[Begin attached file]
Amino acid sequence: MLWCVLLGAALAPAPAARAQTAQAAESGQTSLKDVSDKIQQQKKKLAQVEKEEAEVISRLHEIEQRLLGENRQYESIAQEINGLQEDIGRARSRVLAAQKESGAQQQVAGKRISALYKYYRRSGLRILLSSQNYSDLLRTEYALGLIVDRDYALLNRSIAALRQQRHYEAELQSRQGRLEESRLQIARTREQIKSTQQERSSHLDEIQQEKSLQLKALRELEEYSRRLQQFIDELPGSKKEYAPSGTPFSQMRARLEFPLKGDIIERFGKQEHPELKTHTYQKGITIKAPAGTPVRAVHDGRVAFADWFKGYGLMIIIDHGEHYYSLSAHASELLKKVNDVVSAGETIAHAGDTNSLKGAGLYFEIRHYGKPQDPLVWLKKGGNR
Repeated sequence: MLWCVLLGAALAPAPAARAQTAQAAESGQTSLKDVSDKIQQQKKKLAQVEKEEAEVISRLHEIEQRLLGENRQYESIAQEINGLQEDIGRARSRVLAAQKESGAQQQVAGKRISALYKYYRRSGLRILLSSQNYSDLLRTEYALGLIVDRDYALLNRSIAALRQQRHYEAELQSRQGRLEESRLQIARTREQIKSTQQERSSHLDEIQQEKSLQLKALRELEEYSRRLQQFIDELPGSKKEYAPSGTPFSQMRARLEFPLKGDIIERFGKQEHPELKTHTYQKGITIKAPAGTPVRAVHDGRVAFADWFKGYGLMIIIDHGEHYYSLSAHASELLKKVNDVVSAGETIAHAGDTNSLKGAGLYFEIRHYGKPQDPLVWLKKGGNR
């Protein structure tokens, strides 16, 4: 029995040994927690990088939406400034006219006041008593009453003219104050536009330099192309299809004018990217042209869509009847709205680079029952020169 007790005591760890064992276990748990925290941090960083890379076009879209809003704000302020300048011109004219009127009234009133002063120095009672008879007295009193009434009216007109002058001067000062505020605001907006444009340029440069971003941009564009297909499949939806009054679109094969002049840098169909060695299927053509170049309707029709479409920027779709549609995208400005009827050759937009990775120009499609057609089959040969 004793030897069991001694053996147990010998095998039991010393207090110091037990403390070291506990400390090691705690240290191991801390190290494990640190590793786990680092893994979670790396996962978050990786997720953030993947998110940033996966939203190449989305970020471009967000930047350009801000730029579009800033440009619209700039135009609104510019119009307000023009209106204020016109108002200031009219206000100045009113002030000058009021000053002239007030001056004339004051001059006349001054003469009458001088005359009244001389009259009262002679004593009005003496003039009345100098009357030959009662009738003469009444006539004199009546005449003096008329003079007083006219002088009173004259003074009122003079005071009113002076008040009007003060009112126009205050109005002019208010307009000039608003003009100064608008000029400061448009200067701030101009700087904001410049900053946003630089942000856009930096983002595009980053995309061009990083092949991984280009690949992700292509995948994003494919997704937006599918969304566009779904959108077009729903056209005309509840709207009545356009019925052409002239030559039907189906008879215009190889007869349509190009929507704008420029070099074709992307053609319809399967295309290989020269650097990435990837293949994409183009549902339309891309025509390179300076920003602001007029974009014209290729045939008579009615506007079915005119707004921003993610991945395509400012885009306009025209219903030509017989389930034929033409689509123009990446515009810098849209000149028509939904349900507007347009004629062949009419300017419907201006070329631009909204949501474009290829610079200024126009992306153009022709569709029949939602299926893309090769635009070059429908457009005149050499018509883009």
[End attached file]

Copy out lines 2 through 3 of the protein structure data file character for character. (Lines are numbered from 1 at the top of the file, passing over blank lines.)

Repeated sequence: MLWCVLLGAALAPAPAARAQTAQAAESGQTSLKDVSDKIQQQKKKLAQVEKEEAEVISRLHEIEQRLLGENRQYESIAQEINGLQEDIGRARSRVLAAQKESGAQQQVAGKRISALYKYYRRSGLRILLSSQNYSDLLRTEYALGLIVDRDYALLNRSIAALRQQRHYEAELQSRQGRLEESRLQIARTREQIKSTQQERSSHLDEIQQEKSLQLKALRELEEYSRRLQQFIDELPGSKKEYAPSGTPFSQMRARLEFPLKGDIIERFGKQEHPELKTHTYQKGITIKAPAGTPVRAVHDGRVAFADWFKGYGLMIIIDHGEHYYSLSAHASELLKKVNDVVSAGETIAHAGDTNSLKGAGLYFEIRHYGKPQDPLVWLKKGGNR
């Protein structure tokens, strides 16, 4: 029995040994927690990088939406400034006219006041008593009453003219104050536009330099192309299809004018990217042209869509009847709205680079029952020169 007790005591760890064992276990748990925290941090960083890379076009879209809003704000302020300048011109004219009127009234009133002063120095009672008879007295009193009434009216007109002058001067000062505020605001907006444009340029440069971003941009564009297909499949939806009054679109094969002049840098169909060695299927053509170049309707029709479409920027779709549609995208400005009827050759937009990775120009499609057609089959040969 004793030897069991001694053996147990010998095998039991010393207090110091037990403390070291506990400390090691705690240290191991801390190290494990640190590793786990680092893994979670790396996962978050990786997720953030993947998110940033996966939203190449989305970020471009967000930047350009801000730029579009800033440009619209700039135009609104510019119009307000023009209106204020016109108002200031009219206000100045009113002030000058009021000053002239007030001056004339004051001059006349001054003469009458001088005359009244001389009259009262002679004593009005003496003039009345100098009357030959009662009738003469009444006539004199009546005449003096008329003079007083006219002088009173004259003074009122003079005071009113002076008040009007003060009112126009205050109005002019208010307009000039608003003009100064608008000029400061448009200067701030101009700087904001410049900053946003630089942000856009930096983002595009980053995309061009990083092949991984280009690949992700292509995948994003494919997704937006599918969304566009779904959108077009729903056209005309509840709207009545356009019925052409002239030559039907189906008879215009190889007869349509190009929507704008420029070099074709992307053609319809399967295309290989020269650097990435990837293949994409183009549902339309891309025509390179300076920003602001007029974009014209290729045939008579009615506007079915005119707004921003993610991945395509400012885009306009025209219903030509017989389930034929033409689509123009990446515009810098849209000149028509939904349900507007347009004629062949009419300017419907201006070329631009909204949501474009290829610079200024126009992306153009022709569709029949939602299926893309090769635009070059429908457009005149050499018509883009």